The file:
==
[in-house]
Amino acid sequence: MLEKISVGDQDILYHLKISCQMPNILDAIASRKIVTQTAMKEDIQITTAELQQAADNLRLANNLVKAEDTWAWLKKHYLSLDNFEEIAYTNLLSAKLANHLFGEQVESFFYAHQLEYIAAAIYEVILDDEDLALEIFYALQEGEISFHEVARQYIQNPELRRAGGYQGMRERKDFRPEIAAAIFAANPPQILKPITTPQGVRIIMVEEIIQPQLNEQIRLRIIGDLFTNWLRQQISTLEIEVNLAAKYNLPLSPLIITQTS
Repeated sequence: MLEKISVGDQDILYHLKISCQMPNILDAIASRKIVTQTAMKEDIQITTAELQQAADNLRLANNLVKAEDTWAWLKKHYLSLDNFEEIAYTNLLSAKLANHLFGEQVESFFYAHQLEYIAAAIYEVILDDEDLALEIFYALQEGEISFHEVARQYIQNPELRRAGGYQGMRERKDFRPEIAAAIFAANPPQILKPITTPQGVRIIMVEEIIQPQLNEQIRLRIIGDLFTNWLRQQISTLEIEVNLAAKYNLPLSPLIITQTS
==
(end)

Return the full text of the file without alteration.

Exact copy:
[in-house]
Amino acid sequence: MLEKISVGDQDILYHLKISCQMPNILDAIASRKIVTQTAMKEDIQITTAELQQAADNLRLANNLVKAEDTWAWLKKHYLSLDNFEEIAYTNLLSAKLANHLFGEQVESFFYAHQLEYIAAAIYEVILDDEDLALEIFYALQEGEISFHEVARQYIQNPELRRAGGYQGMRERKDFRPEIAAAIFAANPPQILKPITTPQGVRIIMVEEIIQPQLNEQIRLRIIGDLFTNWLRQQISTLEIEVNLAAKYNLPLSPLIITQTS
Repeated sequence: MLEKISVGDQDILYHLKISCQMPNILDAIASRKIVTQTAMKEDIQITTAELQQAADNLRLANNLVKAEDTWAWLKKHYLSLDNFEEIAYTNLLSAKLANHLFGEQVESFFYAHQLEYIAAAIYEVILDDEDLALEIFYALQEGEISFHEVARQYIQNPELRRAGGYQGMRERKDFRPEIAAAIFAANPPQILKPITTPQGVRIIMVEEIIQPQLNEQIRLRIIGDLFTNWLRQQISTLEIEVNLAAKYNLPLSPLIITQTS